That’s when Bubba switched from the doorbell to banging on the door. “Come o o o on,” he whined.
“Go to the neighbors and get the key,” Becky suggested.
Two neighbors had keys to our house. One was across the street and the other was two doors down. He must have thought about it because he stopped pounding the door a minute to calculate the distance. Then he must have remembered he was in his underwear and started in again with the pounding this time adding kicks with his wet socks.
“I’m calling the police!” he yelled
“No, I’m calling the police!” I yelled back, “Some crazy nekkid kid is trying to break in to my house! Help Police!”
“Let me in!”
“Help, help, nekkid man tryin’ to get us!”
Becky, knowing this wouldn’t end well, sat on the sofa and laughed. Choosing, in this instance,not to take sides.
Giving up on the front door Bubba ran to the back again and proceeded to beat and kick at the still locked back door. Did he think I unlocked the door when I walked away? He didn’t think much of my defensive skills.
I had grown bored and had decided to watch television raising the volume so I could hear it over the beating the back door was taking when eventually the noise stopped.
“He stopped.” Becky said, noticing the silence before I did.
“Oh, he’s probably dead.” I assured her.
“Or he went to get a key,” She guessed.
“Or he remembered the basement door is still unlocked.” I suggested.
I few moments later, pink and shivering from either the cold or anger, Bubba comes walking through the living room and in the most casual tone I could I asked, “Hey Bubba, where have you been?”
“I’m telling mom you tried to kill me! I almost froze to death.” He pretended to cry but couldn’t pull up any tears.
“Oh you say I’m trying to kill you all the time. Nobody even cares anymore,” I told him. “You’re like the little boy who cried wolf,” then, to make his life a little more confusing, “except that boy really did freeze to death.”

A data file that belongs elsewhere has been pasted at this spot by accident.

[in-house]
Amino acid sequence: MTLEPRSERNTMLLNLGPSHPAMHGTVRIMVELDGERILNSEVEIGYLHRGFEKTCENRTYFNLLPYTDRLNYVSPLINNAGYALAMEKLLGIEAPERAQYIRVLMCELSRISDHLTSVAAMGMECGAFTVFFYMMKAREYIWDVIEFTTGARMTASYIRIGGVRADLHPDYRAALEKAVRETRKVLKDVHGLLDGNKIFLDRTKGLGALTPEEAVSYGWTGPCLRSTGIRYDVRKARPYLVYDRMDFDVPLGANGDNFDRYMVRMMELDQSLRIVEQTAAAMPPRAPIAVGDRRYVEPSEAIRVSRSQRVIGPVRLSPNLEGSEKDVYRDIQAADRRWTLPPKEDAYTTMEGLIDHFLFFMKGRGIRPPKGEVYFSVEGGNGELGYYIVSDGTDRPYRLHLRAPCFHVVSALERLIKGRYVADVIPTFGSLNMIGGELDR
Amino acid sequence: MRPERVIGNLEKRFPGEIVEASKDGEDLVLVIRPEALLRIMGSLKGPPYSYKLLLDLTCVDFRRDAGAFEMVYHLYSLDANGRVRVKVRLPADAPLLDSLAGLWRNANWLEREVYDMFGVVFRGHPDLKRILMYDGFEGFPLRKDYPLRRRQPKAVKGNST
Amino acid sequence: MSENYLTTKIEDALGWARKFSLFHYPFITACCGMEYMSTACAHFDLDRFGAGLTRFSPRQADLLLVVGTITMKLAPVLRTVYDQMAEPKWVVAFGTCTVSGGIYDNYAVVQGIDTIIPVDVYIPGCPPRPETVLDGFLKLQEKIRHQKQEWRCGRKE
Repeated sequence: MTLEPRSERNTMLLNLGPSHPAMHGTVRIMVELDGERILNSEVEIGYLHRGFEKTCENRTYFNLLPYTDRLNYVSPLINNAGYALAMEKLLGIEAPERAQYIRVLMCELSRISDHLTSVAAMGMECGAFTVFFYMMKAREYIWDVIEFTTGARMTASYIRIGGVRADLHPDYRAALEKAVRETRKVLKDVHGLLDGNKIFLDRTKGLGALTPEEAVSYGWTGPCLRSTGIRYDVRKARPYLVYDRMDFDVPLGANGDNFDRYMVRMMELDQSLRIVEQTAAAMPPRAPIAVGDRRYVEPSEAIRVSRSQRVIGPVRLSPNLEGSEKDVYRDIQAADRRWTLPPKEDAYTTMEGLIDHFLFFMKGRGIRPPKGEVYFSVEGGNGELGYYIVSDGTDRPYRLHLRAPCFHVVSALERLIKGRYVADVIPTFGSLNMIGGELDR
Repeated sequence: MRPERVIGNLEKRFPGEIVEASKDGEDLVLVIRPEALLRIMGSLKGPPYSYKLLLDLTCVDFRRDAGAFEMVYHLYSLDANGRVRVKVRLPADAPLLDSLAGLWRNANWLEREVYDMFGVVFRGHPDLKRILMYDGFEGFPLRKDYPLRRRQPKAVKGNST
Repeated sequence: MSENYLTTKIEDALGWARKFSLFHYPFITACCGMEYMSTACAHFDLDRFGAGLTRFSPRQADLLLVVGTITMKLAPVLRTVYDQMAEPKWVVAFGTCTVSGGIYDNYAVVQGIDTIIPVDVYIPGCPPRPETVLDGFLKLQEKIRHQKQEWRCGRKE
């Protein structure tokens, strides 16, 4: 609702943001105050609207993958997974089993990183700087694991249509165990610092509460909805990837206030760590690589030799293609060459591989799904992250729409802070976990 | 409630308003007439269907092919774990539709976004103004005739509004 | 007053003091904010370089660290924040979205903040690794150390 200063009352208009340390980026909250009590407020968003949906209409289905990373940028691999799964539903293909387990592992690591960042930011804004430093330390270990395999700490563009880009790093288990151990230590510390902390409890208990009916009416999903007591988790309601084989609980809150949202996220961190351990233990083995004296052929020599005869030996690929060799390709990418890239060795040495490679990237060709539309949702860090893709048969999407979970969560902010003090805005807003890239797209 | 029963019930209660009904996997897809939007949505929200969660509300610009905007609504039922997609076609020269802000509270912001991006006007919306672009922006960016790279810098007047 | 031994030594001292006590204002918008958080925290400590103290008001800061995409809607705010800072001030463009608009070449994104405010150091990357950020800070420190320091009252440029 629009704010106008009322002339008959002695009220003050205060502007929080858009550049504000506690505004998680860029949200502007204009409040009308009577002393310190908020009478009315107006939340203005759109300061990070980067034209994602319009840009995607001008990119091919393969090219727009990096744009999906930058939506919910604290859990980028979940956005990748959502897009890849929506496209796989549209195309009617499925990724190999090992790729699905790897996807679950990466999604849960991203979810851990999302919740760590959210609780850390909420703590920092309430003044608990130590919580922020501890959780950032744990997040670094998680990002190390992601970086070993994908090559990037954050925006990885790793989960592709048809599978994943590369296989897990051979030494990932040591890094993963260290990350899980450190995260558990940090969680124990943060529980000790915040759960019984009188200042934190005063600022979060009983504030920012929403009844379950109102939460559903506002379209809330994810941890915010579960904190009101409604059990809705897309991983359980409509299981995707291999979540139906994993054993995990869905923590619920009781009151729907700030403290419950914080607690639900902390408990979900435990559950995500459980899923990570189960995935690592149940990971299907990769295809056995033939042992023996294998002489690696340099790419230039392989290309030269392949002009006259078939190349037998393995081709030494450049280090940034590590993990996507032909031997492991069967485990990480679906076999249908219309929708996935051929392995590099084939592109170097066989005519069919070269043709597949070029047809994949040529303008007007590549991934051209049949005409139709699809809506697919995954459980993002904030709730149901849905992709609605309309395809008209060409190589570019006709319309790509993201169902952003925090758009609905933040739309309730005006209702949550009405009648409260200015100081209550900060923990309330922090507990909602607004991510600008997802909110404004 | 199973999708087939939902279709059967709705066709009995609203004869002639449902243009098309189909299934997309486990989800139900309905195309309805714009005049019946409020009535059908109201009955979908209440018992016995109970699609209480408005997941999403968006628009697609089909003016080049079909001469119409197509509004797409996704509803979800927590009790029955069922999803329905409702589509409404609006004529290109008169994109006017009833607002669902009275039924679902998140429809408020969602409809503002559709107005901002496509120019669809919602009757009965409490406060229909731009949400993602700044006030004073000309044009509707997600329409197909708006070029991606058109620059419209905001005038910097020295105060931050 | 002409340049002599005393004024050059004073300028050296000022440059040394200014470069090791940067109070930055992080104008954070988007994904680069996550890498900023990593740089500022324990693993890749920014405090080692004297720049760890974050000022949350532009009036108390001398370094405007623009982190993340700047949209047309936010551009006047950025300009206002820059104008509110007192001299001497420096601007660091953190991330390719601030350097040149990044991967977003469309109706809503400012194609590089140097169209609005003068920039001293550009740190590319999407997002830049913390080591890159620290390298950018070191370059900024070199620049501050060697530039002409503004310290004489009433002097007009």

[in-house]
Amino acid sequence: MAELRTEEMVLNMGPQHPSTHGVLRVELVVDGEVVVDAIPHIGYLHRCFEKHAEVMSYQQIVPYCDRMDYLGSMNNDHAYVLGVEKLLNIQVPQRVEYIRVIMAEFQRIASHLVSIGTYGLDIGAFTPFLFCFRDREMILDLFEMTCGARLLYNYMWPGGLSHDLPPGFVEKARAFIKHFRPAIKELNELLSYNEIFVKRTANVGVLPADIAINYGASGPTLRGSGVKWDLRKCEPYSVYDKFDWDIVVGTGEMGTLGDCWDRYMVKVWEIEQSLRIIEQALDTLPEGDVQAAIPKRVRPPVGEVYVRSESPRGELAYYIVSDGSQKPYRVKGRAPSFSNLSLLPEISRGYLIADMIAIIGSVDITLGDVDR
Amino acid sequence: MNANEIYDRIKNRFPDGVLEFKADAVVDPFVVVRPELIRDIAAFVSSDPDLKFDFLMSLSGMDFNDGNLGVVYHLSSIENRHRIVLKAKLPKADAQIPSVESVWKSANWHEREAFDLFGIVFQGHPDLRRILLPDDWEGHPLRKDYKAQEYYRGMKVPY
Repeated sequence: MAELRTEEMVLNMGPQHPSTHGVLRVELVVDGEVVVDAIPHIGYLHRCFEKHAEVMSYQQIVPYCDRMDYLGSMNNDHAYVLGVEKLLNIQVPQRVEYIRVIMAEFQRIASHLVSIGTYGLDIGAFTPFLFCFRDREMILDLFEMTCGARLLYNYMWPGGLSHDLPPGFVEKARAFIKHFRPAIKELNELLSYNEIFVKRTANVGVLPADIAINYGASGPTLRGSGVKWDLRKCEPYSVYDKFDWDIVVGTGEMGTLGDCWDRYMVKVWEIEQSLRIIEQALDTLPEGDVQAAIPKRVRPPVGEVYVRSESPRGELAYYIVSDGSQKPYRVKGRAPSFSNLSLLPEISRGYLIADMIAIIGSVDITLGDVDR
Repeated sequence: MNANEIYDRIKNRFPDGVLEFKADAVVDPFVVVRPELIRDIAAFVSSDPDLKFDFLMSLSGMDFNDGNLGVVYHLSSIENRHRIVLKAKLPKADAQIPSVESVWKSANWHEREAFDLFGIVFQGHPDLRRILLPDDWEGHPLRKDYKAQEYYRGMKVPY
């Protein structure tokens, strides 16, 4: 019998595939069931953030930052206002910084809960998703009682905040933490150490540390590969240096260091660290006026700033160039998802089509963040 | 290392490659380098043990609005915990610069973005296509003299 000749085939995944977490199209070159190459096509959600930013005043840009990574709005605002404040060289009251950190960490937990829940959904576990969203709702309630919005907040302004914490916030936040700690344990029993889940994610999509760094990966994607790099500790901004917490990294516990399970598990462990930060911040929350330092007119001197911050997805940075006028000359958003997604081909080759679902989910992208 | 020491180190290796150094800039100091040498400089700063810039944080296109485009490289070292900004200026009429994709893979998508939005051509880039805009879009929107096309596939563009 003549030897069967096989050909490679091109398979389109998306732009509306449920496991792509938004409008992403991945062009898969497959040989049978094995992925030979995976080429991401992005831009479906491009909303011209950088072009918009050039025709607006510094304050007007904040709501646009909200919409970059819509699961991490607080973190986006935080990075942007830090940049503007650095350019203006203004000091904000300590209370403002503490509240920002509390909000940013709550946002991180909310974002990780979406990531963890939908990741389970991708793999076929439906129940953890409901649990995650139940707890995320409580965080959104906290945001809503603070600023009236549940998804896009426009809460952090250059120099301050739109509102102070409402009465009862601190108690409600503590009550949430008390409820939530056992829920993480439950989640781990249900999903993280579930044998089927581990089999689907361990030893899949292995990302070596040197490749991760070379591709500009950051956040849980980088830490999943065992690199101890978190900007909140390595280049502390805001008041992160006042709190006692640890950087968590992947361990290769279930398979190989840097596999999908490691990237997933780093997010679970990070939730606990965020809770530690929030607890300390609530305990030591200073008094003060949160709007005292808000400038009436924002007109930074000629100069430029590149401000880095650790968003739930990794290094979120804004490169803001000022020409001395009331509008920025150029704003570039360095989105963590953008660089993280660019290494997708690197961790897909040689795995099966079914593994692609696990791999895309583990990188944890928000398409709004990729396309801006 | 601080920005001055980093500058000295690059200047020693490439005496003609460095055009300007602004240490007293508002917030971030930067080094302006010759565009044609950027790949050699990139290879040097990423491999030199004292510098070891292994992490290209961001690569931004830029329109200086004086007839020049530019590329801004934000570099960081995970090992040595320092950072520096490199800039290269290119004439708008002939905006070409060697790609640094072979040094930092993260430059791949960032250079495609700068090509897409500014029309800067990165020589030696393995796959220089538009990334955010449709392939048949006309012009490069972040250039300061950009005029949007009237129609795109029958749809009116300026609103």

It was true that yelling, “They’re trying to kill me,” didn’t hold the sway it used to. Either it was repeated too often or our parents were starting to warm up to the idea. Either way, I barely got in trouble whenever he made the claim. I might get in trouble this time, though. Not for risking his life but because he kicked a hole in the back door before he realized he could have gotten back in the house any time he wanted.
“But I wasn’t even outside! How could I have kicked the door in?” I yelled at my mom in my defense. I thought it was a good one.
“You locked him out there! What if the neighbors saw?” Our mom yelled back. Not “what if he had frozen to death or cut open an artery trying to break back in”.
If Bubba, or any of us for that matter, froze solid in the backyard like an unlucky arctic explorer in dirty underpants it wouldn’t have mattered to our mother as long as the people living around us didn’t find out and think we were White Trash.
“I didn’t lock him out there anyway. The basement door was always unlocked. He went out there on his own. Can I help it if he likes to run around outside naked? Is it my fault he wasn’t brought up any better?” That was too far. I overplayed my hand and got my ass beat.
Bubba was punished too but not as severely. Not because he was deemed any less at fault for the hole he kicked in the door but because he just stood there shivering looking as much as he could like a victim. Everyone involved knew he was faking it. But fake shivering was better than fake crying so I guess he deserved some recognition for the effort.
Excerpt from Bubbacide, Raised By White Trash by Steven Berger
Available electronically on the Nook, Kindle, Itunes. Hard copy on Amazon.com